As the COVID-19 pandemic continues, boards of directors for Wisconsin corporations are confronting conflicting duties: Boards need to provide an annual meeting of the corporation’s shareholders, but they must also try to keep shareholders safe while attending the meeting. These conflicting duties inevitably raise the question of whether a virtual meeting of the corporation’s shareholders is legally permissible. Wisconsin Business Corporation Law The Wisconsin Business Corporation Law (WBCL) has not historically provided for virtual shareholder meetings. However, several sections of the WBCL were amended in 2017 with regard to remote shareholder meetings.1 Wisconsin statutes now allow a corporation’s board…
The convenience, ability to cost compare, and wider selection are a few of the reasons why online sales have exploded in recent years. COVID-19 has further contributed to the already-stressed traditional brick-and-mortar shopping experience, as retailers – including sellers who’ve never been in the retail business – find ways to sell everyday household items, from jewelry, makeup, and clothing through easily accessible online platforms such as Facebook Live. These days, if you are a part of a Facebook sales group, it seems your newsfeed is constantly flooded with sellers selling their retail items at all hours of the day and…
We know there are many different types of business lawyers. Everyone has their own areas of expertise, from business transactions to business litigation. An often overlooked, yet essential area of business law is where business law meets estate planning – at the intersection known as business succession planning. Business Succession Planning Business succession planning is planning ahead for changes in the ownership and management of a company after the owner becomes incapacitated or dies. Ideally, all estate plans for business owners will include a business succession plan, but this is not always the case. An estate-planning lawyer might assume a…
As the end of summer approaches, many companies are struggling with the uncertainty surrounding the availability of employees with school-aged children. 2019 Wisconsin Act 185, enacted and effective as of April 15, 2020, provided a framework for establishing a return by students to in-person attendance. Pursuant to the requirements contained within the Act, both the Wisconsin Economic Development Corporation and the Department of Public Instruction were required by June 30, 2020, to provide certain guidance to the state pertaining to business or school operations on a go-forward basis. The WEDC’s report identified three priorities for the state. First, the…
While the articles of incorporation may alter these duties, Wisconsin law requires a corporation to indemnify a director or officer (D/O) for all reasonable expenses incurred in defending a lawsuit when: the D/O was a party in the suit because he or she was a D/O of the corporation and the D/O was successful on the merits or none of the following applies: the D/O willfully failed to treat the corporation fairly in a transaction in which the D/O had a material conflict of interest; the D/O’s conduct was in violation of criminal law, unless the D/O had reasonable cause…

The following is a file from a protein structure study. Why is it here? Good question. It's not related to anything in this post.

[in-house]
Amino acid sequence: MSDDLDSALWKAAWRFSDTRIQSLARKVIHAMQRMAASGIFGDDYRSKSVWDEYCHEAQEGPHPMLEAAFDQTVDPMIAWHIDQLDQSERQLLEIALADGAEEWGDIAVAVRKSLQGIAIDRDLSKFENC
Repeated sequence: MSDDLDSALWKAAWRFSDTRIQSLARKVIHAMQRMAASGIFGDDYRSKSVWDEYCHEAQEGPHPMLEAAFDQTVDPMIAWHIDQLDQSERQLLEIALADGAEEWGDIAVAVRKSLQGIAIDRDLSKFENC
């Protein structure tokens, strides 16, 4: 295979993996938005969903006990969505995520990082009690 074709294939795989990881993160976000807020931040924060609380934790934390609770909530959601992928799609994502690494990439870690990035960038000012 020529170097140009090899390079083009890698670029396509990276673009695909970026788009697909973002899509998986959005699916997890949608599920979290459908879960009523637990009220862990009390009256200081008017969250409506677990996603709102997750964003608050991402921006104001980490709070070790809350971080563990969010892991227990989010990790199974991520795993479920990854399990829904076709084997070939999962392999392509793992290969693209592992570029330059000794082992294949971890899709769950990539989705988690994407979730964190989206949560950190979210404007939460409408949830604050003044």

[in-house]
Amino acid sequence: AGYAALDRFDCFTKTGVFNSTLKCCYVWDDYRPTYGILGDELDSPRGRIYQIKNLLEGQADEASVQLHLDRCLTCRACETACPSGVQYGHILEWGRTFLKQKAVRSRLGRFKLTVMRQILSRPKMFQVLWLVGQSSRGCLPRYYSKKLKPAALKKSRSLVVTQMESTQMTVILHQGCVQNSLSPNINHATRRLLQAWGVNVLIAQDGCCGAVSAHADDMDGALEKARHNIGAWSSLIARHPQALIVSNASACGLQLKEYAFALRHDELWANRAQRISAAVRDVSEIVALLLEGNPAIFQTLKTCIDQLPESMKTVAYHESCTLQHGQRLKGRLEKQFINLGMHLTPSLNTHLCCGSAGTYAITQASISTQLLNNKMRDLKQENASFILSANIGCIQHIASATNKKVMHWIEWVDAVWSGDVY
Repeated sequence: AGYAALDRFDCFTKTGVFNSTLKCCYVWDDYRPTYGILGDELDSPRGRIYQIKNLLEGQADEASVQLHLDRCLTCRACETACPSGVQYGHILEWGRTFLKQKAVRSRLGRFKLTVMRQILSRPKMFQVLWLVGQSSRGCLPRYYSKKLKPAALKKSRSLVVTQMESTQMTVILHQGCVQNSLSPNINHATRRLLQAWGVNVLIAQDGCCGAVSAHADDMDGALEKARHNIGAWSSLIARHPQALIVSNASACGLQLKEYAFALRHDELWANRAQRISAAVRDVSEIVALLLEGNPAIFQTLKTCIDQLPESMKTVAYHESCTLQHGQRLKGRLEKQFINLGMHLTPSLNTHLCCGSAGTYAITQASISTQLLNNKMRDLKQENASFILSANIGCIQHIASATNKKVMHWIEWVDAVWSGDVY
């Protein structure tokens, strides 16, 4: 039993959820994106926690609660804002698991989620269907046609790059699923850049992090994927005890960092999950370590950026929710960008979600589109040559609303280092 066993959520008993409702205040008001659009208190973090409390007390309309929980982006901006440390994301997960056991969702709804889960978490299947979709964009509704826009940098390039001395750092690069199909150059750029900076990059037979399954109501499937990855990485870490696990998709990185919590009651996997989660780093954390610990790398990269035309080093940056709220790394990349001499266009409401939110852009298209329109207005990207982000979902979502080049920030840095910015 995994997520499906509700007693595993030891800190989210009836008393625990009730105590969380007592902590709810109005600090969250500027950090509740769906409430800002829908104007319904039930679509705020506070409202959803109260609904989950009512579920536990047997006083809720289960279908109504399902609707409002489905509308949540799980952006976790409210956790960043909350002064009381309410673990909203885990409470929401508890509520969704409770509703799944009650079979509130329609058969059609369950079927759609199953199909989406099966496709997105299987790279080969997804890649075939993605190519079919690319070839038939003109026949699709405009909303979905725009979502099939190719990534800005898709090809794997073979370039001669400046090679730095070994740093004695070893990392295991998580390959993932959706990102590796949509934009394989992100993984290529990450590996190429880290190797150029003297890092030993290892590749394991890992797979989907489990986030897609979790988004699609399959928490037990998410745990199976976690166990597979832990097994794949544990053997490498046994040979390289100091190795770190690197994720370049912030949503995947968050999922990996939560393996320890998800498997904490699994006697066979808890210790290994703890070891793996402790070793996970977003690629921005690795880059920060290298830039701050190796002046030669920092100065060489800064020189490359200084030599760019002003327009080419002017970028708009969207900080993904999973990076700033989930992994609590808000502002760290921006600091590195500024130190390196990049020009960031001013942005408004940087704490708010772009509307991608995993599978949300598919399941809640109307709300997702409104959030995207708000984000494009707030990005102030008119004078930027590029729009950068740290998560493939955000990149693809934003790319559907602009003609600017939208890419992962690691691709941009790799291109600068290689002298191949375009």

Unfortunately, some Wisconsin businesses will not make it through the ongoing COVID-19 crisis unscathed. Employers laying off significant numbers of employees must understand their obligations under the Wisconsin Business Closing and Mass Layoff Law (WBCML). Generally, employers subject to WBCML are required to notify the Department of Workforce Development (DWD), any affected employee, any related collective bargaining unit representative, and the highest official of the municipality in which the affected employment site is located, no later than 60 days prior to a business closing or mass layoff.1 Employers Subject to WBCML Not every employer is subject to the WBCML…
In these unprecedented times, we recognize the need for information that addresses the legal impact of the coronavirus pandemic and its impact on the practice of business law in Wisconsin. Kieran O’Day, Marquette Law School May 2020, is a law student currently serving as a law clerk at Schober Schober & Mitchell S.C. in New Berlin. For this reason, we are providing links to the Wisconsin Business Law Blog, with permission of author Kieran O’Day in the COVID-19 section of the Wisconsin Business Law Blog from Schober Schober & Mitchell, S.C., in New Berlin, Oconomowoc, and Racine. See these recent articles:…
Most people don’t stop to think about whether clicking a box that says “I agree” is truly an enforceable commitment, because it’s so commonplace now in both business and our personal lives. In fact, 20 years ago there were only piecemeal laws to back up an electronic signature,1 but now both state and federal legislatures have enacted protections for e-signed documents.2 But how did Wisconsin get there, and what does the law of e-signed contracts look like today in Wisconsin? This blog article will briefly explore Wisconsin’s enactment of the Uniform Electronic Transactions Act (UETA), including the bill…
In Marx v. Morris,1 the Wisconsin Supreme Court handed down one of the more notable Wisconsin business decisions in recent years: that limited liability company members have common law fiduciary duties, and that limited liability company members have standing to bring claims against other members for damages sustained by the LLC. See Part 1 for a background on the case and questions on rules of standing, tax elections, and damages resulting from the ruling. We continue here with questions on common law fiduciary duties, a non-LLC member’s ability to sue, the possible impact of operating agreements to prevent the…